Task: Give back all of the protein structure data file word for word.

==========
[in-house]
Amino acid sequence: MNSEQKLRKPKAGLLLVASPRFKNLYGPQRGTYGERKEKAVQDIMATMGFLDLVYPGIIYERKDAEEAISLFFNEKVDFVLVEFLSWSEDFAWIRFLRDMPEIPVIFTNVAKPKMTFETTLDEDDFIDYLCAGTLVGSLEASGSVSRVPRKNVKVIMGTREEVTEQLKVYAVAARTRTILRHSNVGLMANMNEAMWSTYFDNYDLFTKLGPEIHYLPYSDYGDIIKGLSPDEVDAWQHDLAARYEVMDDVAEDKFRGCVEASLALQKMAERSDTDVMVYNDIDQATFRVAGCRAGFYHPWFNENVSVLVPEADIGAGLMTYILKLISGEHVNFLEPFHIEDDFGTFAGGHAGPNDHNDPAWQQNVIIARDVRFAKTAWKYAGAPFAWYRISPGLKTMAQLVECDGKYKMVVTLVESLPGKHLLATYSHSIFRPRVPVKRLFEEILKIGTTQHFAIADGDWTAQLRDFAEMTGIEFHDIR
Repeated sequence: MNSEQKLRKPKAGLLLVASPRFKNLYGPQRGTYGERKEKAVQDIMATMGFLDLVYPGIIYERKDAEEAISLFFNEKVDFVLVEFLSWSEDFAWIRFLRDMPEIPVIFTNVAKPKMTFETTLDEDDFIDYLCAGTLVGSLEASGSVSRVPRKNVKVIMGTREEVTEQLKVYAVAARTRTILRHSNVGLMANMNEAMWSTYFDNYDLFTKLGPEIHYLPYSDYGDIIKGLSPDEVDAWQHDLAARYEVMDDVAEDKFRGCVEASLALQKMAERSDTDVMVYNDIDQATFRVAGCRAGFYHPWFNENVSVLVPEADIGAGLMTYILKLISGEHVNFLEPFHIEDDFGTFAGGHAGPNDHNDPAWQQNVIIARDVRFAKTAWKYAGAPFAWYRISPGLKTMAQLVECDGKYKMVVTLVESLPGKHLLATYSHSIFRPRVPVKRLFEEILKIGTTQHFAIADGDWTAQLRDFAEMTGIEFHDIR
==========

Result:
[in-house]
Amino acid sequence: MNSEQKLRKPKAGLLLVASPRFKNLYGPQRGTYGERKEKAVQDIMATMGFLDLVYPGIIYERKDAEEAISLFFNEKVDFVLVEFLSWSEDFAWIRFLRDMPEIPVIFTNVAKPKMTFETTLDEDDFIDYLCAGTLVGSLEASGSVSRVPRKNVKVIMGTREEVTEQLKVYAVAARTRTILRHSNVGLMANMNEAMWSTYFDNYDLFTKLGPEIHYLPYSDYGDIIKGLSPDEVDAWQHDLAARYEVMDDVAEDKFRGCVEASLALQKMAERSDTDVMVYNDIDQATFRVAGCRAGFYHPWFNENVSVLVPEADIGAGLMTYILKLISGEHVNFLEPFHIEDDFGTFAGGHAGPNDHNDPAWQQNVIIARDVRFAKTAWKYAGAPFAWYRISPGLKTMAQLVECDGKYKMVVTLVESLPGKHLLATYSHSIFRPRVPVKRLFEEILKIGTTQHFAIADGDWTAQLRDFAEMTGIEFHDIR
Repeated sequence: MNSEQKLRKPKAGLLLVASPRFKNLYGPQRGTYGERKEKAVQDIMATMGFLDLVYPGIIYERKDAEEAISLFFNEKVDFVLVEFLSWSEDFAWIRFLRDMPEIPVIFTNVAKPKMTFETTLDEDDFIDYLCAGTLVGSLEASGSVSRVPRKNVKVIMGTREEVTEQLKVYAVAARTRTILRHSNVGLMANMNEAMWSTYFDNYDLFTKLGPEIHYLPYSDYGDIIKGLSPDEVDAWQHDLAARYEVMDDVAEDKFRGCVEASLALQKMAERSDTDVMVYNDIDQATFRVAGCRAGFYHPWFNENVSVLVPEADIGAGLMTYILKLISGEHVNFLEPFHIEDDFGTFAGGHAGPNDHNDPAWQQNVIIARDVRFAKTAWKYAGAPFAWYRISPGLKTMAQLVECDGKYKMVVTLVESLPGKHLLATYSHSIFRPRVPVKRLFEEILKIGTTQHFAIADGDWTAQLRDFAEMTGIEFHDIR